Tuesday, September 24, 2013
Regulations violated in Alberta tarsands
Our nomination for mascots for the Alberta tarsands industry: Berty the albertosaur and his family. The family that preys together, stays together
link: oilsands infractions go unchallenged
This article, which appeared last July in the Calgary Herald business column, is a damning indictment of an industry out of control. Freedom of Information requests revealed that regulations "controlling" the tarsands industry are a total farce. American regulators are nine times more likely to go after violators of environmental regulations than is the Albertan government.
""Alberta's environmental regulations in the bitumen sands region are not being upheld," the report concludes.
Timoney asks how the government can say it is protecting the environment when it has such poor records of what has happened and when industry faces such low odds of being penalized for breaking the rules.
... "We can have the government state that we have very good regulations, but it's not honest for them to say we have very good regulations that are being upheld.""
Aha! As usual the devil is in the details: the regulations might be good but no one enforces them..
Again, the Harper government is found guilty of practicing "cherry picking", filtering the information the public receives so as to downplay the benefits of green energy options and the disadvantges of our continued relience on fossil fuel energy sources. This is a surprising and disheartening policy on the part of government elected on a platform of transparency, open and responsible government. The only conclusion one can draw is that the Harper government is in the pocket of the oil compagnies. This would explain the use of emotionally charged, populist language in referring to environmentalists as "radicals" supported by foreign money and foreign agendas. The old paranoid "us versus them" rhetoric of the reactionary..
As the recent Lac Mégantic, Québec train derailment and conflagration demonstrates all too clearly, there is more than just money and oil-soaked waterfowl involved in this all-consuming obsession with economic "growth". In Lac Mégantic, Québec, dozens of Canadians died a fiery death when an unmanned runaway train carrying shale oil from the US crashed and exploded in the town center one summer evening, this July past.
The Canadian rail industry was deregulated and rail compagnies allowed to "autoregulate". Inevitably security became flaccid. No one really wanted to cause an accident, of course: that's bad publicity and profit loss. But when the bottom line becomes an excessive focus, security measure are cut to raise profit margins on investments. Worse, as a result of penny pinching and flaccid regulation, the rail carrier was insufficiently insured (so tax payers in our deregulated economy end up paying anyway, some with their lives and property..)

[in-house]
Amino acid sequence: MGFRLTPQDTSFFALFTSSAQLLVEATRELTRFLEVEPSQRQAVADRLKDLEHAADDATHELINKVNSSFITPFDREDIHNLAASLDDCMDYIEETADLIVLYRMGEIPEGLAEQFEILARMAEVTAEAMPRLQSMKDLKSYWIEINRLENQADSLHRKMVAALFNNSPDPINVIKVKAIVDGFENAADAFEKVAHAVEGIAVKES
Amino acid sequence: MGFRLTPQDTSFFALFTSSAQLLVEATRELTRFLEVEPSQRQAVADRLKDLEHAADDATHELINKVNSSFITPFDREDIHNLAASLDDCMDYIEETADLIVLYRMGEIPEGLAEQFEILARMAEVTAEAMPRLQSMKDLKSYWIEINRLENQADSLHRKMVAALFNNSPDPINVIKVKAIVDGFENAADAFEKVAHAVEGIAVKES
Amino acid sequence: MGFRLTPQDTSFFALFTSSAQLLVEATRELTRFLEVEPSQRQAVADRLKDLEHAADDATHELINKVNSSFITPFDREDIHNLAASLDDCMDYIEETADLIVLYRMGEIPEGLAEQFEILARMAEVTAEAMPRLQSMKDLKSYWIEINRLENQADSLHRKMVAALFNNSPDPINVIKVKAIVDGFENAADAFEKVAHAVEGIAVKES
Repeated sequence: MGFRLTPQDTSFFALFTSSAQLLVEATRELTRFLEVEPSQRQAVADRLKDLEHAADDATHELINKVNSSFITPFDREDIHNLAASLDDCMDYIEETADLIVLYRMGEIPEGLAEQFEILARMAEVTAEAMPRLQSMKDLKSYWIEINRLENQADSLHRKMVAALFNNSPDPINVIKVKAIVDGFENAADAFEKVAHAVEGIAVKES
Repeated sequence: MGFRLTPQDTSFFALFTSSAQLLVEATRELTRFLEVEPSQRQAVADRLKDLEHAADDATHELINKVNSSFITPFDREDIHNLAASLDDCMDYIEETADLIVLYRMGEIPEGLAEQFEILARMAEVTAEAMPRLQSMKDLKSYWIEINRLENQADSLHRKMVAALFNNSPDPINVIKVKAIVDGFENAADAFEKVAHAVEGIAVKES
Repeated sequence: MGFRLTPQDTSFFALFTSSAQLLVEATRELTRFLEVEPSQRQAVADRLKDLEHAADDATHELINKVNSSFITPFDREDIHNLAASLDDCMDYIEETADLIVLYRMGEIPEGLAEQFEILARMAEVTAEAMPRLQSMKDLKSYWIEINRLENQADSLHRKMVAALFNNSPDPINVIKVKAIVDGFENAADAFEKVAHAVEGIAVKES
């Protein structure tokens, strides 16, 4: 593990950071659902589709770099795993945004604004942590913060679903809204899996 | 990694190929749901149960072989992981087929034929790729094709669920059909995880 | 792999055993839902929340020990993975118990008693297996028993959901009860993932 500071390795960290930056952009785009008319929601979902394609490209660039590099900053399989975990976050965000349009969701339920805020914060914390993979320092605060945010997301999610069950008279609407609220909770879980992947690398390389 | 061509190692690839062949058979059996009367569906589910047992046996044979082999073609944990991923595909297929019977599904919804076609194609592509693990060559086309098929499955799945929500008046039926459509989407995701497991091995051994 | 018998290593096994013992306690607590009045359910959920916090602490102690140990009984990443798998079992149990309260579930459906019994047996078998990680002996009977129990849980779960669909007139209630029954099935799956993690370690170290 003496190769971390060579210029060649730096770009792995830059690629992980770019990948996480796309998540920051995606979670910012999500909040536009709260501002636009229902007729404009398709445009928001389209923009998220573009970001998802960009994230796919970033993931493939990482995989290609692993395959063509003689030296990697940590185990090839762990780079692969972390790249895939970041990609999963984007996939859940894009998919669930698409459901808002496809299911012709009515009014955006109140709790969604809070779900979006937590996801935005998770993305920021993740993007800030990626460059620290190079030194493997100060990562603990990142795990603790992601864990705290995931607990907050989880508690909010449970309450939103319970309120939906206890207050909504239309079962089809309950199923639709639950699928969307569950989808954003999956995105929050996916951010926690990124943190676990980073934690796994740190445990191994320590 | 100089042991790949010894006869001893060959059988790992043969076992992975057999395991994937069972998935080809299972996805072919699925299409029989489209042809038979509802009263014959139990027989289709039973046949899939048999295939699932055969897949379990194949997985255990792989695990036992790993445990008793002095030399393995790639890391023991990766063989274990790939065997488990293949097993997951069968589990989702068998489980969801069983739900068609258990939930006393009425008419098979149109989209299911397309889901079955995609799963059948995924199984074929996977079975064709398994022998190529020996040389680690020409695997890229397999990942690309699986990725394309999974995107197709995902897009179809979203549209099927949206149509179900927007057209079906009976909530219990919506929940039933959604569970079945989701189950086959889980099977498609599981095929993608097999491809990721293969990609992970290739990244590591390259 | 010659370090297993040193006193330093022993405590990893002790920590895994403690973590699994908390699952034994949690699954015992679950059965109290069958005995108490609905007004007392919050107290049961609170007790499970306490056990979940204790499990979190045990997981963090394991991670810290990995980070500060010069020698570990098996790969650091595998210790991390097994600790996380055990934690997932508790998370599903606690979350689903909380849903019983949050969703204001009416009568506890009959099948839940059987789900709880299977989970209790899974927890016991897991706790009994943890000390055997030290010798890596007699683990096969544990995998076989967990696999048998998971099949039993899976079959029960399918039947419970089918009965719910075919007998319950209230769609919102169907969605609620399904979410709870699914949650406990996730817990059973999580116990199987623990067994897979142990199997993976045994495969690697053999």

The rails which carried that load of light crude, were, bluntly, shit: rusty, rotten ties, badly maintained. The oil, from recently opened US shale oil fields, was mixed with volatile, inflammable substances as part of the extraction process. The high degree of flammability was concealed by falsified expedition papers somewhere in the States before the trains crossed the border. The tank cars carrying the oil were not certified for such an explosively flammable product, etc. The litany of faults is long. As one expert on security put it: accidents like this one are a concatenation of errors. Neoconservative penny pinching, over time, sequentially removes one layer of security after another. The resulty, over time, in an inevitable accident because by removing layer after layer of security measures, we incease the probability of a lethal chain of causation establishing itself. If, instead of carrying a two man crew, which was the former practice, trains run with a crew of one, the chance of human error is amplified (driver two can no longer check that driver one has not made a mistake in carrying out a procedure).
As of this writing, the long term environmental effects of the Lac Mégantic conflagration on the soil, aquifers, aquatic and human life are not known. They are likely to be heavy: cancers, genetic defects, allergies.. not to mention post-traumatic stress syndrome, the grief of hundreds of mourning relatives, the economic impact of losing a bread winner for dozens of families, etc. How best to describe the Harper government's obsessional focus on the bottom line? Would it not be, "penny wise and pound foolish".
on the fine art of cherry picking data to fit one's ideological prejudices
internal blog links:
Apocalypse in small Québec town
deregulation: beating a dead horse